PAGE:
Loy Landscapes was founded in 2012 by Charlie Loy in San Francisco, California.  With over twelve years of landscape design work experience Charlie has strived to find a balance between function and aesthetic within the landscape.  His design philosophy is one that focuses on developing robust rich soils and using minimal water to create landscapes that appear lush year round.  In this way a landscape can help improve water quality and help to mitigate any negative environmental impacts many landscapes perpetuate through excessive water consumption and over fertilization.  Our gardens can not only look good, but feel good as well.

"I have always had a profound curiosity with the natural world.  The elements, the weather, why a certain rock is there and a certain plant is over here.  As most people, I have always loved to ask the question 'why?'.  My 'why's' have become increasingly obsessed with weather patterns and elements of nature as I grow older.  I find myself going on long hikes during my free time and exploring new places looking for different plants, rocks, and animals.  The more time I spent doing this the more I pay attention to the unique lighting and spacing associated with these ecosystems.  There becomes a deeper meaning of the patterns and spacings, something beyond the assumed necessities of resource management and survival they teach us in biology, something more primal, something deep within the human spirit that says not only does that look nice, but it feels nice.  Somehow a flowing carpet of redwood clover with seemingly random tufts of ferns calmed me even in my most anxious of teenage moments because it looked so good.  This intrigued me."  -Charlie

"My teenage years brought on a new outdoor passion, the ocean.  I started surfing in my spare time which fostered an intimate relationship with the ocean that went beyond riding waves.  I began to pay more attention to all of the dynamic interactions at the coast such as the winds and the reasons behind their directions, and the mysterious sandbars that magically appeared and disappeared overnight through the powerful currents of the surf zone at all my favorite beaches.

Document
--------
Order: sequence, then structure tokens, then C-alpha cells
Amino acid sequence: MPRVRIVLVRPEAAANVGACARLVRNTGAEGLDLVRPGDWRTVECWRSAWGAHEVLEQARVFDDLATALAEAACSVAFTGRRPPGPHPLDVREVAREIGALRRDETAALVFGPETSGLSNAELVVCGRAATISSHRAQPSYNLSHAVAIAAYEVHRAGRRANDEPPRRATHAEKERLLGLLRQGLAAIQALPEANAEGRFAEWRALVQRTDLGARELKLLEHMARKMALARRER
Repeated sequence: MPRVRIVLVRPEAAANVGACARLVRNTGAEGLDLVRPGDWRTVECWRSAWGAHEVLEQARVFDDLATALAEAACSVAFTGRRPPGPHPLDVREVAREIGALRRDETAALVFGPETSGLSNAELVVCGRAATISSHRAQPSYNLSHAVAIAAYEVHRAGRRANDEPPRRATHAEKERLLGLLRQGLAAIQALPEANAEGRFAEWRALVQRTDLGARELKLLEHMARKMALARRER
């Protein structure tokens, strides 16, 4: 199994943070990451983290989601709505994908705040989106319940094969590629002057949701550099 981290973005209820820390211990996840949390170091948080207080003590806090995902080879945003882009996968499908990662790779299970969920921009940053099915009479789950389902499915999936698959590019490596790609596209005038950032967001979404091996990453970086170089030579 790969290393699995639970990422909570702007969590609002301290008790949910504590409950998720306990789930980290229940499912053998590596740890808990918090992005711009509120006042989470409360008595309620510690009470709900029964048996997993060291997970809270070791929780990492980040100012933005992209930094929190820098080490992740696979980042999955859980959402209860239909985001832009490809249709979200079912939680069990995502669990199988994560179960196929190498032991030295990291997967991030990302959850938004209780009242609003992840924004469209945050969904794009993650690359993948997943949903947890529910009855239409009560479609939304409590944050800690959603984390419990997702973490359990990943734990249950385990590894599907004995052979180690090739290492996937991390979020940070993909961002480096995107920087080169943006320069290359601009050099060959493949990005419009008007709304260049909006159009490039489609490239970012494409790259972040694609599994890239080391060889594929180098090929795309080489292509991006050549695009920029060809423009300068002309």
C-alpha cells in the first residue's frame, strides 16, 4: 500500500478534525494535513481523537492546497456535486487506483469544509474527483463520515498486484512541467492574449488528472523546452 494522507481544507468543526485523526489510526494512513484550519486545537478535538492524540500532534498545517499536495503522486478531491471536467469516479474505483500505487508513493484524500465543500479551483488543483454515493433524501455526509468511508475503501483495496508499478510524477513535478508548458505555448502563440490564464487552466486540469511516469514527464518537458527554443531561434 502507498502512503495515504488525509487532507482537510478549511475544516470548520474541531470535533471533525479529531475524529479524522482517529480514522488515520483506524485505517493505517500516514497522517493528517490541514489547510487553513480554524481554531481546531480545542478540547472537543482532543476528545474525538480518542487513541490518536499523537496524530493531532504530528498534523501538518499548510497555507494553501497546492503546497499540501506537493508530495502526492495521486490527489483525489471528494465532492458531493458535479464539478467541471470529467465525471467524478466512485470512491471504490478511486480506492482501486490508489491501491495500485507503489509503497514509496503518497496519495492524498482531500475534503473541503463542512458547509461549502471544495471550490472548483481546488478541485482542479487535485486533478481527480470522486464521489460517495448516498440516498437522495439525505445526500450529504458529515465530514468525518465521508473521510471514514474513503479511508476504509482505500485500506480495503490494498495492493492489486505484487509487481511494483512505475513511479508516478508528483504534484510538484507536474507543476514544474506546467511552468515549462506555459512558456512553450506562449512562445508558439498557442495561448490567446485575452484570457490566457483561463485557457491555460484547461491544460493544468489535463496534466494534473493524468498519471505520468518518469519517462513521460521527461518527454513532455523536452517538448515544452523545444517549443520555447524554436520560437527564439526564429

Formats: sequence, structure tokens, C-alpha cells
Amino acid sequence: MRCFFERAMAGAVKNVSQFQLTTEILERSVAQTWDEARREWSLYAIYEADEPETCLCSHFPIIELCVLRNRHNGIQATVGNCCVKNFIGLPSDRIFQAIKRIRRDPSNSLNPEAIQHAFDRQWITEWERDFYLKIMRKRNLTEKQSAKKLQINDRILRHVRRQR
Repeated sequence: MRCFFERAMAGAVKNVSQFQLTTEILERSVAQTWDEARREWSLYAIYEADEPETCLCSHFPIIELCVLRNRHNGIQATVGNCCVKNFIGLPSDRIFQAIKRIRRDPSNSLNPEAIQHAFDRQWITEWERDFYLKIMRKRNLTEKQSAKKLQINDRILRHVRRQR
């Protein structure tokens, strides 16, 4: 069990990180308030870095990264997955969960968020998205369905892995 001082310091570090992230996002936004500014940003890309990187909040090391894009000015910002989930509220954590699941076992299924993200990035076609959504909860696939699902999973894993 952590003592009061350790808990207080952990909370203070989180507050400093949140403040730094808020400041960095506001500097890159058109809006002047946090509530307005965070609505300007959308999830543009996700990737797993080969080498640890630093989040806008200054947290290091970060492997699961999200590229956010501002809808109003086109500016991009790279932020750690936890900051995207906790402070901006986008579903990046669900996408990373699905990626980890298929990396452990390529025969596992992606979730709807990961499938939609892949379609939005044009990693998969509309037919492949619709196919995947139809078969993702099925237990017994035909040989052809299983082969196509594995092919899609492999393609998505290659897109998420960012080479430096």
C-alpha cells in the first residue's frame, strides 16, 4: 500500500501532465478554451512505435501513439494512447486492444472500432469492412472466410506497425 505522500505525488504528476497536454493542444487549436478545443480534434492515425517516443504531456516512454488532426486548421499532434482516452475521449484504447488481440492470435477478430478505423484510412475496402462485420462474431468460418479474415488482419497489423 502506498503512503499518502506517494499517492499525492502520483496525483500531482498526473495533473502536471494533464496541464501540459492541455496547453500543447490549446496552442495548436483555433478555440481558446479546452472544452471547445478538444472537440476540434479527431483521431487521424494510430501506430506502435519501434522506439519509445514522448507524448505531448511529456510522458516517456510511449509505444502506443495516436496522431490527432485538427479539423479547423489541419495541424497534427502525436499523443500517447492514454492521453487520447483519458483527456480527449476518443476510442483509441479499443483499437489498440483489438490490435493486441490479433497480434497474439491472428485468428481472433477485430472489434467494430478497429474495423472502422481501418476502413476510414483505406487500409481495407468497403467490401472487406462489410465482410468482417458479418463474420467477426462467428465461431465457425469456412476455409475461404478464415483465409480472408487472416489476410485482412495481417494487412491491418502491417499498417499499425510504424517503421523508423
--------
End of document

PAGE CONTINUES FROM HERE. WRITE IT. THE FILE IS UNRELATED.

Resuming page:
Just by spending more time at the coast I have become increasingly fascinated with the interaction between the land and the sea, particularly where fresh water confluences flow into the ocean.  There are profound sediment interactions, food-web interactions and violent exchanges of water that drastically carve the landscape and reveal secrets within its geology.  I have begun to pay more homage to the critters of the sea as I have witnessed the vital role they play in our lives and how delicate their ecosystems are.  I love finding a new color of anemone or seeing two sand crabs battle in the tide pools.


All of the earth's waters flow down and eventually enter the sea carrying a lot with it.  Landscape design has a significant impact on water quality all around the world and many ornamental landscapes actually increase water pollution.  Through using regional plants and appropriate amounts of nutrients and irrigation, landscapes can be more responsible and improve water quality through less nutrient runoff, healthy soils, and phytoremediation.  Not only will the critters be happier, but we will all have a better quality of life by preserving the quality of our waters."


"The whole earth is breathing like an animal, constantly stirring, turning rock outcroppings into migrating sand dunes and ripples into ten-story waves."